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Survive In Any Emergency

Earthquake Safety

You cannot stop any force of nature from happening. You can only hope to live through it. Sometimes, these forces will overtake you and there isn't much you can do about it. These following tips may help you prevent another emergency from an already bad situation, or lessen the effects of inevitable emergencies.

Investing in preventive steps now will not only save your life, but in the long run may also save your home. Things like repairing deep plaster cracks in ceilings and foundations, anchoring overhead lighting fixtures to the ceiling and following local earthquake standards, will help reduce the impact of earthquakes.

The best thing you can do during an earthquake is to get under a heavy piece of furniture like a table, bench, desk, a sturdy bookshelf with the books and shelves removed and so on. Protect your neck, back and face when hiding under the furniture. You do not want to risk getting paralyzed from something hitting your spine at the neck, or hitting your throat, or breathing in dangerous fumes or dust and debris.

During an earthquake, buildings, bridges and highways can fall down. Gas lines can be broken. Electric and phone lines can be torn down. Other natural chain reactions can happen. If you live along the Pacific Ocean, you can be in danger of a tsunami. There are other things like landslides in you are in an area that is hilly or mountainous and are experiencing or have recently experienced rain, although the dampness is not the factor and can happen without the rain. With rain, it can turn into a mud slide and is as equally dangerous if not more so than a landslide without the muck and debris. There are also dangers of floods and fires. Even if you do what it takes to survive the quake itself, the aftermath can cause more death than the earthquake.

Earthquakes will strike suddenly without warning. Technically, we are all in an earthquake zone. It is just some areas are dormant and others are active. Before an earthquake strikes, make sure you have inspected your home for the following.

During an earthquake it is very important to stay inside if it is possible under a heavy piece of furniture, close to an inside wall and away from glass or anything hanging overhead.

If you are outside and cannot get inside of a building, move into an area that is away from any electric, phone or cable wires hanging overhead and far away from the buildings and street lights. Stay there until the quake is over.

If in your car, stop the vehicle and stay inside if you are already away from buildings, trees, overpasses or utility wires. If not, drive cautiously to the closest safe spot within a relatively short distance. When the earthquake is over, drive carefully and do not be surprised if the route you intended on taking is not available. Be sure you keep a map in the car to plan out an alternate route.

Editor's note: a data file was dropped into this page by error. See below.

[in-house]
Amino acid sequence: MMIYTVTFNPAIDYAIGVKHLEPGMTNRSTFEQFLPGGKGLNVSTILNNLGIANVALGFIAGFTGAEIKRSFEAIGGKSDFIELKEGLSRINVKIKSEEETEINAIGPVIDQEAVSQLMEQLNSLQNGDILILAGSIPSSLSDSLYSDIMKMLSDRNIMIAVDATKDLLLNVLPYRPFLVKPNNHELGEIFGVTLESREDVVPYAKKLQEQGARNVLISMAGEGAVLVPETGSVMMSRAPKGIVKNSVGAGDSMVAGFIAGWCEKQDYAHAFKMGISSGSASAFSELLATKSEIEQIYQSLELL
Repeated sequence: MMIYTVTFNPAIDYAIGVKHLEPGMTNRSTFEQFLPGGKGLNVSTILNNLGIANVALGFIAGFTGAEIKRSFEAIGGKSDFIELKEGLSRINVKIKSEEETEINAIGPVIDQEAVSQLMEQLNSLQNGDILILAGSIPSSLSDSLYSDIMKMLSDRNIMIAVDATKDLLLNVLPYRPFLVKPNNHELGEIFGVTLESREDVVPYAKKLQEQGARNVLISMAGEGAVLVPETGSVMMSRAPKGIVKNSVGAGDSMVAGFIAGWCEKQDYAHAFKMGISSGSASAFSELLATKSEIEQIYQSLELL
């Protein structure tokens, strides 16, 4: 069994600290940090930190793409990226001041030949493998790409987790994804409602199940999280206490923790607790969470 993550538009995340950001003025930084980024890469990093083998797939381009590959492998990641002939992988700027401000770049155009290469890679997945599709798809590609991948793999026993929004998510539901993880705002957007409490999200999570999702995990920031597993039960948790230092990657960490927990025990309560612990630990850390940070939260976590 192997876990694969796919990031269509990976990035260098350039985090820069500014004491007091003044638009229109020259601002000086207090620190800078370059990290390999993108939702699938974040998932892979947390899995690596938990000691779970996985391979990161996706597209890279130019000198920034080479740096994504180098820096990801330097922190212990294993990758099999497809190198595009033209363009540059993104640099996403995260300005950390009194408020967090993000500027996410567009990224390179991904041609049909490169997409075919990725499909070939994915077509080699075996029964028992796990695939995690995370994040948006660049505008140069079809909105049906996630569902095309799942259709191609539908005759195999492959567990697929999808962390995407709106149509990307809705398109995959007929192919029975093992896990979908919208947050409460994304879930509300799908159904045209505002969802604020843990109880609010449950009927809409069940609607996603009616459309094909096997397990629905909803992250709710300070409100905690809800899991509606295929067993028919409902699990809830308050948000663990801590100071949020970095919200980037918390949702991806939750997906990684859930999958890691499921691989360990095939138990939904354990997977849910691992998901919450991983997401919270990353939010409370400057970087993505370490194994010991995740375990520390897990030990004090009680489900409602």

If you have pets, plan on having an emergency shelter near your home with a 3 day supply of food and water and enough area for them to be comfortable and it is safely locked. Be careful of animals roaming the streets after a quake since they will tend to be frightened and may act aggressively. Do not touch a strange animal. It may have rabies. If you notice a strange animal with tags of proof that it has its shots and it is in danger, then proceed to help with caution and only if you are trained to rescue animals. If not, notify Animal Control.

Be prepared for aftershocks which may be smaller than the main shock, but can cause additional damage to structures that have been weakened by the earthquake. These can happen even months after a quake.

Help injured or trapped persons. Give first aid where appropriate. Do not move seriously injured persons unless they are in immediate danger of further injury. Call for help. Listen to a battery operated radio or television for the latest emergency information. Help your neighbors who may need extra special help such as those with infants, the elderly, and people with disabilities. Stay out of damaged buildings. Return home only when authorities say it is safe. Use the telephone only for emergency calls. Clean up spilled medicines, bleaches or gasoline or other flammable liquids immediately. Leave the area if you smell gas or fumes from other chemicals. Open closet and cupboard doors cautiously. Inspect the entire length of chimneys carefully for damage. Unnoticed damage could lead to a fire. Check these following utilities very carefully since they are the main cause for fire and explosion:

It is important that after a quake when you are out of immediate danger and you have secured the safety of the ones nearby you and your property that you go about the neighborhood and help where you can. This is why it is wise to have a community plan so help is more organized and even flowing.

Get together with your neighbors today.